Michele Battle Phillips (“plaintiff”) appeals the dismissal of her medical malpractice claim and the granting of summary judgment on her unfair and deceptive business practices claim against Stuart L. Schnider, M.D. (“defendant”). We reverse in part and affirm in part.
On or about 29 April 1994, plaintiff underwent an abortion at A Triangle Women’s Health Clinic, Inc. (“the Clinic”). Plaintiff selected defendant to perform the procedure based on his representations that he was a board certified specialist in obstetrics and gynecology (“OB-GYN”). During the abortion procedure, plaintiff incurred severe damage to her uterus and bowel that caused excessive hemorrhaging. Plaintiff was immediately transferred to the University of North Carolina Hospital in Chapel Hill where she underwent emergency abdominal surgery. Ultimately, plaintiff had to have *374a total hysterectomy on 3 March 1995 as a result of the complications arising from the abortion.
On 25 June 1997, plaintiff filed a complaint against defendant in Wake County Superior Court alleging, in part, that defendant was liable for medical malpractice, as well as unfair and deceptive business practices pursuant to Section 75-1.1 of the North Carolina General Statutes.1 In connection with her medical malpractice claim, plaintiffs complaint included the required certification as per Rule 9(j) of the North Carolina Rules of Civil Procedure. Plaintiff also filed a designation of expert witnesses on 31 July 1998, which designated Michael C. Goodman, M.D. (“Dr. Goodman”) as one such expert.
Dr. Goodman’s deposition was taken on 18 March 1999. During his deposition, Dr. Goodman testified that he had received a telephone call from plaintiffs counsel, Robert J. Burford (“Burford”), in May of 1997 regarding plaintiffs case, but Dr.- Goodman could not remember the substance of that conversation. When asked whether he would have expressed an opinion regarding plaintiffs case over the phone or waited until he had first reviewed plaintiffs records, Dr. Goodman testified: “Well, I probably would have given [Burford] an idea of whether I thought I should see the case or not. That’s about as far as I could go over the telephone.” Dr. Goodman further testified that he reviewed plaintiff’s records sometime after his conversation with Burford and sent Burford a letter dated 11 November 1997 containing his initial opinions regarding the care plaintiff had received from defendant.
On 8 November 1999, defendant filed a motion to dismiss and/or summary judgment on plaintiff’s medical malpractice claim. This motion was based primarily on defendant’s belief that Dr. Goodman’s deposition failed to establish his “willingness to testify” as a medical expert on plaintiff’s behalf prior to the filing date of her lawsuit as required by Rule 9(j). However, before the trial court ruled on this motion, the affidavit of Dr. Goodman was filed on 1 December 1999. Relevant portions of the affidavit were as follows:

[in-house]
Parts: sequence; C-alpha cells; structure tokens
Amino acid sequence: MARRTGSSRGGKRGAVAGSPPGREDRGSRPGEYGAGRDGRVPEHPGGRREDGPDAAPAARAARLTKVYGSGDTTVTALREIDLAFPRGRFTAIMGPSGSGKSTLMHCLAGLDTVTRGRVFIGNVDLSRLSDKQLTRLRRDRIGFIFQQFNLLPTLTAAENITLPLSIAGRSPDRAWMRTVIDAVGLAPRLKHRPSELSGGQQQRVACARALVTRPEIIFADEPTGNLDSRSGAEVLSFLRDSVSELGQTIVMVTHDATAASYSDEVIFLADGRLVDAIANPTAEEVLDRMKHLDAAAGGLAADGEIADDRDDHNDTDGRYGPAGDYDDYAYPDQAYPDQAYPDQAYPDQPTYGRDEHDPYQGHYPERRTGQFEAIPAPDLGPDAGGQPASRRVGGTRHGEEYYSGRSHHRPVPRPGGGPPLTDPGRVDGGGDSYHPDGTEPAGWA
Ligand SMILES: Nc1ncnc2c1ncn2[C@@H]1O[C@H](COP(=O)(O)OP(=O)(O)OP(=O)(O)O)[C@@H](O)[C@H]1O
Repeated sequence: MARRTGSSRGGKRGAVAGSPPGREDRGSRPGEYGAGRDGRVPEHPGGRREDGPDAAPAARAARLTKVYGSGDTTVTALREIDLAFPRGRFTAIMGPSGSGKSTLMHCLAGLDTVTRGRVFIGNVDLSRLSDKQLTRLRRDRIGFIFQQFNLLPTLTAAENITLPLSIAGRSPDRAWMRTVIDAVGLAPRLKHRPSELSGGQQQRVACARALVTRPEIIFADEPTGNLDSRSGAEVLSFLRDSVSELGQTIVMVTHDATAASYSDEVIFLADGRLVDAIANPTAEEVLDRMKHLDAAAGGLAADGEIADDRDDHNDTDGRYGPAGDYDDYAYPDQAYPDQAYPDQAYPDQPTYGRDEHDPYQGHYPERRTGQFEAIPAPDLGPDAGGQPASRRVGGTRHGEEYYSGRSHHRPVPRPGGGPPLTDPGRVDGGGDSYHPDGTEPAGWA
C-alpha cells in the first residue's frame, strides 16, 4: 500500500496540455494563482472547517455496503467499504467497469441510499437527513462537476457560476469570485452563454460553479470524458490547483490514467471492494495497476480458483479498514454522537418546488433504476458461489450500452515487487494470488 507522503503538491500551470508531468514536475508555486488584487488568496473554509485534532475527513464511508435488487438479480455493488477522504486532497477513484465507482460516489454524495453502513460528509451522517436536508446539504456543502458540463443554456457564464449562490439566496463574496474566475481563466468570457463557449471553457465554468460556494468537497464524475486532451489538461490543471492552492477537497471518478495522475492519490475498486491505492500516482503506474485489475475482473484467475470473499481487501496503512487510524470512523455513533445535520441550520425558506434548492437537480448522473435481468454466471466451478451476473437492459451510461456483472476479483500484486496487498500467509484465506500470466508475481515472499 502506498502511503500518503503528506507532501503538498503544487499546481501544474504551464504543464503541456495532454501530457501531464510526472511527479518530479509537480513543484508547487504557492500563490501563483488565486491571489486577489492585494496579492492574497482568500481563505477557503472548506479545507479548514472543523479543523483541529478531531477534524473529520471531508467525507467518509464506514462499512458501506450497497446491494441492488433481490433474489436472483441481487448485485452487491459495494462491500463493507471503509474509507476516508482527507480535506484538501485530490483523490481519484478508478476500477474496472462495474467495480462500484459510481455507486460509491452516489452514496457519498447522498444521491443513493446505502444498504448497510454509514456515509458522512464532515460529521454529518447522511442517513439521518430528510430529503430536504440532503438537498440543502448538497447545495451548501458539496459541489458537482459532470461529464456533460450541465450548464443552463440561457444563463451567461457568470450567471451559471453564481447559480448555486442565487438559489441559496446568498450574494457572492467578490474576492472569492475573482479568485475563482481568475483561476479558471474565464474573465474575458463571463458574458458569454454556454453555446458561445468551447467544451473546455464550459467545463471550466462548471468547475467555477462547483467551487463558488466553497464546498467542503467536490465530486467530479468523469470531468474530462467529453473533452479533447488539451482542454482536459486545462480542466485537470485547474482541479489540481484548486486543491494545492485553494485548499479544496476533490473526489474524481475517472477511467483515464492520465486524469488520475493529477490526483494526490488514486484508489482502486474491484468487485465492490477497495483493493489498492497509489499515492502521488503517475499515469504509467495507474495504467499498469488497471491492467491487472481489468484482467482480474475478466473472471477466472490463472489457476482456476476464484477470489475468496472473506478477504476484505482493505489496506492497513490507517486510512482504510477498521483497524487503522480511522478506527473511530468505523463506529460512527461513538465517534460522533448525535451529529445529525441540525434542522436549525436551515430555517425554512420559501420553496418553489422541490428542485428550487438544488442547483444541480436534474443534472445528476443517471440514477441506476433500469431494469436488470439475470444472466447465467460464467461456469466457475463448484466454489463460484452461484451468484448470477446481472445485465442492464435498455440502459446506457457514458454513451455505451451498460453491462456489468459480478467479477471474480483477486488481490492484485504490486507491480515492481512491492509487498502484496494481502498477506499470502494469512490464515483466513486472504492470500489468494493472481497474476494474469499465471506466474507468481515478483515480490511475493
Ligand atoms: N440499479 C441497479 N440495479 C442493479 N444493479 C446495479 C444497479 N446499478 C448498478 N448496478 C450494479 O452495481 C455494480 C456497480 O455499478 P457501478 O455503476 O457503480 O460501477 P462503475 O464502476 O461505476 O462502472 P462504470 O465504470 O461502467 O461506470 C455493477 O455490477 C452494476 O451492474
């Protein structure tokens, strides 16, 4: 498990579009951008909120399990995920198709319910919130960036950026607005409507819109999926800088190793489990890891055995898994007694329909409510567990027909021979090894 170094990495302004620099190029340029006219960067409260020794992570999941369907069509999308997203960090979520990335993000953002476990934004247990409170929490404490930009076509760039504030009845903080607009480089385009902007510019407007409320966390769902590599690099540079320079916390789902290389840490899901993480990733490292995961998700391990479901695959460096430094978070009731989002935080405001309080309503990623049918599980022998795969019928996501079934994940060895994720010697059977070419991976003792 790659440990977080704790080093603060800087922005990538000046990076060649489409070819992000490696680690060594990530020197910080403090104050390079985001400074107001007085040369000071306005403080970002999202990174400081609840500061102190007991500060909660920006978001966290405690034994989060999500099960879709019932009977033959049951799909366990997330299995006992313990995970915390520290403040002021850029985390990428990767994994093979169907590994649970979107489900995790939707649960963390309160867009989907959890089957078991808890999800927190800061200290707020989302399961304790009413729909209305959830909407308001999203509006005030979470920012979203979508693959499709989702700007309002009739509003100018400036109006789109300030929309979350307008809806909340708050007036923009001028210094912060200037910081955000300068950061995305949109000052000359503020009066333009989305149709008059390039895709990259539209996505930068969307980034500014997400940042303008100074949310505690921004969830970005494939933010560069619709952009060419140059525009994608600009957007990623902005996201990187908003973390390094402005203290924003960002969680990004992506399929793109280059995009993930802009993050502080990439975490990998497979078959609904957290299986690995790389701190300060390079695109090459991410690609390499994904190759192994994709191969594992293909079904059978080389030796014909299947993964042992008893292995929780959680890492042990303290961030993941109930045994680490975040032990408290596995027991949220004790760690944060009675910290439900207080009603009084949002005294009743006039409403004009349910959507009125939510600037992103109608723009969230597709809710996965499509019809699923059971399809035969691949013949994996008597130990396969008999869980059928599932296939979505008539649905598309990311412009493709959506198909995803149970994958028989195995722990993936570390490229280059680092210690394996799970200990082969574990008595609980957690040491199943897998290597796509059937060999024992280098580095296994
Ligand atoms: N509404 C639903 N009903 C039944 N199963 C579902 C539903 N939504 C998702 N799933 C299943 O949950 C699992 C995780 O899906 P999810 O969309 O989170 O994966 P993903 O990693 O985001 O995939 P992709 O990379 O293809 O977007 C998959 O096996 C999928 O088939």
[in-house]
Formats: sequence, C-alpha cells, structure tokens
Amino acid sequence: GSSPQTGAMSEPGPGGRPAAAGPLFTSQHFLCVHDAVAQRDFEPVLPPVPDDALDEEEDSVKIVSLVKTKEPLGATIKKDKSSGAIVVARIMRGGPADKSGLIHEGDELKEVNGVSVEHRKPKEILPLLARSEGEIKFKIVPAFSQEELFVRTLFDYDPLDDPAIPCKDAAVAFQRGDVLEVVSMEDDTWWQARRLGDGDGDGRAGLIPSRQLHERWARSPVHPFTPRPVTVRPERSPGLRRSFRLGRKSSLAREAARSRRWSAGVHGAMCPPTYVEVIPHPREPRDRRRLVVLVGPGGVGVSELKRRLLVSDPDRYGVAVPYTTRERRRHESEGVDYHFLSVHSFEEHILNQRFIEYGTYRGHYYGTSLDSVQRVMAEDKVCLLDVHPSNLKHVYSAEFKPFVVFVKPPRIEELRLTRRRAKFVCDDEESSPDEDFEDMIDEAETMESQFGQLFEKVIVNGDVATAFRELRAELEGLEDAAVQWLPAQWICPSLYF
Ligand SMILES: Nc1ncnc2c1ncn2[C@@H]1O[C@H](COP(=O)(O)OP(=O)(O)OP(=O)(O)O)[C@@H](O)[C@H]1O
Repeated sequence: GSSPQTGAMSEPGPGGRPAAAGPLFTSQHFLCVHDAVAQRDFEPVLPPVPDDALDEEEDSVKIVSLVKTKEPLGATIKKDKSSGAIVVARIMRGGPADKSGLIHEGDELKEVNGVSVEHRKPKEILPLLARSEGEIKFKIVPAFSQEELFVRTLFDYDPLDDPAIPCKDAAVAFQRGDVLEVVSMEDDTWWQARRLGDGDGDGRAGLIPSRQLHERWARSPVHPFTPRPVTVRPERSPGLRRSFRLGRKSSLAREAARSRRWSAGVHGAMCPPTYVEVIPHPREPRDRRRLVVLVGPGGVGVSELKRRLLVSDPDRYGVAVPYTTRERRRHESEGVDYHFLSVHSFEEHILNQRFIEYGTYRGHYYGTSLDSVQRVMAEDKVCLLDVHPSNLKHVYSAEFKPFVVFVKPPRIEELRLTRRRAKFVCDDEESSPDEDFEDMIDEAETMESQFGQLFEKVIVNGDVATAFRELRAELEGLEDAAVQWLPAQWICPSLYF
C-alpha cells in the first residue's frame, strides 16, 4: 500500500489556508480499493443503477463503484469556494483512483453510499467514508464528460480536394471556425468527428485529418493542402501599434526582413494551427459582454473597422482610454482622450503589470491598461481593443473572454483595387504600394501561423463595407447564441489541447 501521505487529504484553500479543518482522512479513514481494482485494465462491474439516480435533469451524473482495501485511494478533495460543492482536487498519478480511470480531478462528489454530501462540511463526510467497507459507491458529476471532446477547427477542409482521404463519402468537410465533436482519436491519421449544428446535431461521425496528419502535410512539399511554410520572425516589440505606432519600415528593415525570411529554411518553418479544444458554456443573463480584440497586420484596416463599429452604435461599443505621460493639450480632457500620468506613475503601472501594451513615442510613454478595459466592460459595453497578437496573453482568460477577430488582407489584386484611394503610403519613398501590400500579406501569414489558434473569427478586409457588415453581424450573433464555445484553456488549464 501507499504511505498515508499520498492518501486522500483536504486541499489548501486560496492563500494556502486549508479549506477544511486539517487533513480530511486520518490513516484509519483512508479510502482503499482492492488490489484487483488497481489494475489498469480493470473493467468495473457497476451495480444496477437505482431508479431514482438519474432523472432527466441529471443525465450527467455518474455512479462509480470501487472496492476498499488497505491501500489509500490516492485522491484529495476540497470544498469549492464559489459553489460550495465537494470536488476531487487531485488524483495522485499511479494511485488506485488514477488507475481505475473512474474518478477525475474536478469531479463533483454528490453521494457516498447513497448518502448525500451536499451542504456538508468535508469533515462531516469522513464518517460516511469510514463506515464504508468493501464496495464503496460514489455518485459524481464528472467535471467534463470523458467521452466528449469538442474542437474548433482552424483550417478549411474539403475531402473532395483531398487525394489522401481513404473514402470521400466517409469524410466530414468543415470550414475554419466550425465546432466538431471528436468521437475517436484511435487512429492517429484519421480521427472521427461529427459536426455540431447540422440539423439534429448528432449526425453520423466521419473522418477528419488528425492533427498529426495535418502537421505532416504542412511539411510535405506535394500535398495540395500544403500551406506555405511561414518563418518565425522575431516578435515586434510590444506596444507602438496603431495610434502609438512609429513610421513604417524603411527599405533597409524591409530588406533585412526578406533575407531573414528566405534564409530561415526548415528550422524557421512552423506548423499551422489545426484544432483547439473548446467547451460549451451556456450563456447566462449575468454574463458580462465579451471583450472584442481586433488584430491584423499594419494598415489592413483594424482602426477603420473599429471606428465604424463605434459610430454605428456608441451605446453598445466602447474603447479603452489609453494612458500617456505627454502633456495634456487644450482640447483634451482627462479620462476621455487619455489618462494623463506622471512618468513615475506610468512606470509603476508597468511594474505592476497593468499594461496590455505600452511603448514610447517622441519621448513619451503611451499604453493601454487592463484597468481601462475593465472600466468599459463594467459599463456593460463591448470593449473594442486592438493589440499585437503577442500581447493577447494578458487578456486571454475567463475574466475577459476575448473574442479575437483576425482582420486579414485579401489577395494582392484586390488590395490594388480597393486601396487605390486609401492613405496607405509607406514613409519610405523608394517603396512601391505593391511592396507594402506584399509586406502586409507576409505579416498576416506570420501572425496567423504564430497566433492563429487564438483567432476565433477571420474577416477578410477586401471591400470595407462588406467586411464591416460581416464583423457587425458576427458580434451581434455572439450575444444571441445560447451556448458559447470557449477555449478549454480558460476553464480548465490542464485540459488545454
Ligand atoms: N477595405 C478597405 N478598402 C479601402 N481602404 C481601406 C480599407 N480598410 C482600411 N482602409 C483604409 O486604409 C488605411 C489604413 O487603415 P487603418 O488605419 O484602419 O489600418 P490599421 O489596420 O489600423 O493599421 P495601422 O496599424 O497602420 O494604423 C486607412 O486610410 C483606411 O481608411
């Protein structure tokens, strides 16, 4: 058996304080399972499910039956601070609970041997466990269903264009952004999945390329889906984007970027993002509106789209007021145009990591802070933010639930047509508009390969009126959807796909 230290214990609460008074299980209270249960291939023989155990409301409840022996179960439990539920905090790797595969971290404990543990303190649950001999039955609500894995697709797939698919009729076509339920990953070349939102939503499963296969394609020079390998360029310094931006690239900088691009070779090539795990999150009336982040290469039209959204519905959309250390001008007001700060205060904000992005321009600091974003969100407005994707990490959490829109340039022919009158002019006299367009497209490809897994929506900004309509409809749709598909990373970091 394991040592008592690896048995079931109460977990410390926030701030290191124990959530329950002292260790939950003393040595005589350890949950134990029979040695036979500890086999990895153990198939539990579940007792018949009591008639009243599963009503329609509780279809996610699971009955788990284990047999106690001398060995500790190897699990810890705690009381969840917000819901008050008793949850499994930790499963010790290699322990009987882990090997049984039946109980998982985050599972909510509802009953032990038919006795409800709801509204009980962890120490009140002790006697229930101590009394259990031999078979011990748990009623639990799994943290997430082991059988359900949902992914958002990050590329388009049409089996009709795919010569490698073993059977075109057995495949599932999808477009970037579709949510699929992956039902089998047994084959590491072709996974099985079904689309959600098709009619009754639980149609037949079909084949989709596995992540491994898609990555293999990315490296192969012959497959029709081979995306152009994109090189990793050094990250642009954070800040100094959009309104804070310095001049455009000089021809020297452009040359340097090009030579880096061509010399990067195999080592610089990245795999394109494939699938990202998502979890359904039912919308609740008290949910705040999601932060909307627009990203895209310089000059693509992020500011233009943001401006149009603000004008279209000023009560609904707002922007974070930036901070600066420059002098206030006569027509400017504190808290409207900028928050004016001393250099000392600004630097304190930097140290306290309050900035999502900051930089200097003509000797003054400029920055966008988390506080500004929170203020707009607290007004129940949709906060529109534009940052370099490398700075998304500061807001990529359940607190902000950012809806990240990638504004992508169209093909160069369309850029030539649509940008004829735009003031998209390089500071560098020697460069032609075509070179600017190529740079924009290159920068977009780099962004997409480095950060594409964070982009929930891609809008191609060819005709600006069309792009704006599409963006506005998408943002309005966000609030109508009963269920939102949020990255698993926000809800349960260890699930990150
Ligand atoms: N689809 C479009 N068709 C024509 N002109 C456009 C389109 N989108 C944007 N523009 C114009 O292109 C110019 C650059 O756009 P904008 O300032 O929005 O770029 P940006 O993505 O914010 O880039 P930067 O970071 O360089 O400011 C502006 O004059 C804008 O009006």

4. From Mr. Burford’s prior experience with me, he is aware that I am willing to serve as an expert witness at trial on any case that I review, and at [plaintiff’s] trial I would be willing to testify regarding my opinion of the appropriateness of the medical care rendered....
*3755. My recollection is that in his discussion with me in May 1997, Mr. Burford read information to me verbatim from the patient’s medical records, as well as gave me a factual outline of the medical care rendered according to [plaintiffs] medical records ....
8. Based upon the information outlined to me ... I gave Mr. Burford my opinion that the double perforation of [plaintiffs] uterus, the perforation of her broad ligament, the bruising of her cecum, the leaving of products of conception in her uterus, and [defendant’s] failure to know or to detect that any of this damage had occurred was, in my professional opinion, to a reasonable degree of medical certainty, clearly outside the applicable standard of care.
Nevertheless, on 26 October 2000, an order was entered dismissing plaintiff’s action to the extent that it did not comply with Rule 9Q)’s “willingness to testify” requirement. The court denied defendant’s motion for summary judgment on plaintiff’s unfair and deceptive business practices claims. Although the court later granted plaintiff’s motion for reconsideration, a new order was entered on 6 August 2001 that re-affirmed the dismissal.